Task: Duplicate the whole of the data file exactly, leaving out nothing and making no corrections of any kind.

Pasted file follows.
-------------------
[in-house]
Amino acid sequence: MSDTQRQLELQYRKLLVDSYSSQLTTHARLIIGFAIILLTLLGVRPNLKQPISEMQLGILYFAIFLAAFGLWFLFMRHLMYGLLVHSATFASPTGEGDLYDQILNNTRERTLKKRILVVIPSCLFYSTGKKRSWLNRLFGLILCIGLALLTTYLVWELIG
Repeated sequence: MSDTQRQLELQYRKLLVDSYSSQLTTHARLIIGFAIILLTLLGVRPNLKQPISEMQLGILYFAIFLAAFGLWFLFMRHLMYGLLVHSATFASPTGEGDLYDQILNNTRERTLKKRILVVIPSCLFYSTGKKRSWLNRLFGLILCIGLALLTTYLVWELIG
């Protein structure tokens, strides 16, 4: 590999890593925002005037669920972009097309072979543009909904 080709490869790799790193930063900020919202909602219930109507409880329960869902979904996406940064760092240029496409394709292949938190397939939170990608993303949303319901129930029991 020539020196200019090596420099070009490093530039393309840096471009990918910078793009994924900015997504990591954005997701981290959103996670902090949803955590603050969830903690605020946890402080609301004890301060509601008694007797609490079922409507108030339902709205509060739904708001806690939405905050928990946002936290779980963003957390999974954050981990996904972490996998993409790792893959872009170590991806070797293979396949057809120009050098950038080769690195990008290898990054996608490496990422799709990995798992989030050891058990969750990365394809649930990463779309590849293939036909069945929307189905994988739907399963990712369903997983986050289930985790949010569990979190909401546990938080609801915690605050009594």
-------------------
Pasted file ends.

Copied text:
[in-house]
Amino acid sequence: MSDTQRQLELQYRKLLVDSYSSQLTTHARLIIGFAIILLTLLGVRPNLKQPISEMQLGILYFAIFLAAFGLWFLFMRHLMYGLLVHSATFASPTGEGDLYDQILNNTRERTLKKRILVVIPSCLFYSTGKKRSWLNRLFGLILCIGLALLTTYLVWELIG
Repeated sequence: MSDTQRQLELQYRKLLVDSYSSQLTTHARLIIGFAIILLTLLGVRPNLKQPISEMQLGILYFAIFLAAFGLWFLFMRHLMYGLLVHSATFASPTGEGDLYDQILNNTRERTLKKRILVVIPSCLFYSTGKKRSWLNRLFGLILCIGLALLTTYLVWELIG
């Protein structure tokens, strides 16, 4: 590999890593925002005037669920972009097309072979543009909904 080709490869790799790193930063900020919202909602219930109507409880329960869902979904996406940064760092240029496409394709292949938190397939939170990608993303949303319901129930029991 020539020196200019090596420099070009490093530039393309840096471009990918910078793009994924900015997504990591954005997701981290959103996670902090949803955590603050969830903690605020946890402080609301004890301060509601008694007797609490079922409507108030339902709205509060739904708001806690939405905050928990946002936290779980963003957390999974954050981990996904972490996998993409790792893959872009170590991806070797293979396949057809120009050098950038080769690195990008290898990054996608490496990422799709990995798992989030050891058990969750990365394809649930990463779309590849293939036909069945929307189905994988739907399963990712369903997983986050289930985790949010569990979190909401546990938080609801915690605050009594």